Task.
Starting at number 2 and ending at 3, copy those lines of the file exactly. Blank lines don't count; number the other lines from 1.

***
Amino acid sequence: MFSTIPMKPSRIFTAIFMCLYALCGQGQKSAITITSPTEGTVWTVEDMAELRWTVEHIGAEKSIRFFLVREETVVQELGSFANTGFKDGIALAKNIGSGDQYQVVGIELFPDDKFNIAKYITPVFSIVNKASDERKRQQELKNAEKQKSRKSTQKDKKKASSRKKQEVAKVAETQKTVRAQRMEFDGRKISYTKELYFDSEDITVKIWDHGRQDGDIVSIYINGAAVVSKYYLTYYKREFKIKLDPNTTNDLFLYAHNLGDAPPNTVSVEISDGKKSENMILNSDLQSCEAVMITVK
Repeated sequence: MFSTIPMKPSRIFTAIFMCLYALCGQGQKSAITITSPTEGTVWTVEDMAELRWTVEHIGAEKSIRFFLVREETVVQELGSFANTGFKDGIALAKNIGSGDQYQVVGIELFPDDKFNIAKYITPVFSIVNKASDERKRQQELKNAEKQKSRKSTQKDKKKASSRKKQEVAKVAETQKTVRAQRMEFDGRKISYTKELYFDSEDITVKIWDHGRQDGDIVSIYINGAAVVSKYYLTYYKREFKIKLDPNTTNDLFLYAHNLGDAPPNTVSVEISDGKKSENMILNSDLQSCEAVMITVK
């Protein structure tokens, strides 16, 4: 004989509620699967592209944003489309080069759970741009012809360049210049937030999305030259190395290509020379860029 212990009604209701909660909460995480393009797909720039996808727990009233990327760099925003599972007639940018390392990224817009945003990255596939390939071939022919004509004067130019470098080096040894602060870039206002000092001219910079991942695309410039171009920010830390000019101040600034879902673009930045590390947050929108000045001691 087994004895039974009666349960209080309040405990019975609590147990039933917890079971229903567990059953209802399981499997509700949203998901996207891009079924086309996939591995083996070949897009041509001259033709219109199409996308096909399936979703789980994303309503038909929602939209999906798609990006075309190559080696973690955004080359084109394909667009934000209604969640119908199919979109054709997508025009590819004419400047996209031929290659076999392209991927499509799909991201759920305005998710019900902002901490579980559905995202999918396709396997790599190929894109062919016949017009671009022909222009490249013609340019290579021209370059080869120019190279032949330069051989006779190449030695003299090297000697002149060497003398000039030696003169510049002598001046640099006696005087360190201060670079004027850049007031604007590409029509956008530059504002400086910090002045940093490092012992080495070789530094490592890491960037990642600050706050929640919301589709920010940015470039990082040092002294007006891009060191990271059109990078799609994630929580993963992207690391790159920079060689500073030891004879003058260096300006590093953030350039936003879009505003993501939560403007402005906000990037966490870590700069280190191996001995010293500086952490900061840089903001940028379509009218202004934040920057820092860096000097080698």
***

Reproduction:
Repeated sequence: MFSTIPMKPSRIFTAIFMCLYALCGQGQKSAITITSPTEGTVWTVEDMAELRWTVEHIGAEKSIRFFLVREETVVQELGSFANTGFKDGIALAKNIGSGDQYQVVGIELFPDDKFNIAKYITPVFSIVNKASDERKRQQELKNAEKQKSRKSTQKDKKKASSRKKQEVAKVAETQKTVRAQRMEFDGRKISYTKELYFDSEDITVKIWDHGRQDGDIVSIYINGAAVVSKYYLTYYKREFKIKLDPNTTNDLFLYAHNLGDAPPNTVSVEISDGKKSENMILNSDLQSCEAVMITVK
């Protein structure tokens, strides 16, 4: 004989509620699967592209944003489309080069759970741009012809360049210049937030999305030259190395290509020379860029 212990009604209701909660909460995480393009797909720039996808727990009233990327760099925003599972007639940018390392990224817009945003990255596939390939071939022919004509004067130019470098080096040894602060870039206002000092001219910079991942695309410039171009920010830390000019101040600034879902673009930045590390947050929108000045001691 087994004895039974009666349960209080309040405990019975609590147990039933917890079971229903567990059953209802399981499997509700949203998901996207891009079924086309996939591995083996070949897009041509001259033709219109199409996308096909399936979703789980994303309503038909929602939209999906798609990006075309190559080696973690955004080359084109394909667009934000209604969640119908199919979109054709997508025009590819004419400047996209031929290659076999392209991927499509799909991201759920305005998710019900902002901490579980559905995202999918396709396997790599190929894109062919016949017009671009022909222009490249013609340019290579021209370059080869120019190279032949330069051989006779190449030695003299090297000697002149060497003398000039030696003169510049002598001046640099006696005087360190201060670079004027850049007031604007590409029509956008530059504002400086910090002045940093490092012992080495070789530094490592890491960037990642600050706050929640919301589709920010940015470039990082040092002294007006891009060191990271059109990078799609994630929580993963992207690391790159920079060689500073030891004879003058260096300006590093953030350039936003879009505003993501939560403007402005906000990037966490870590700069280190191996001995010293500086952490900061840089903001940028379509009218202004934040920057820092860096000097080698």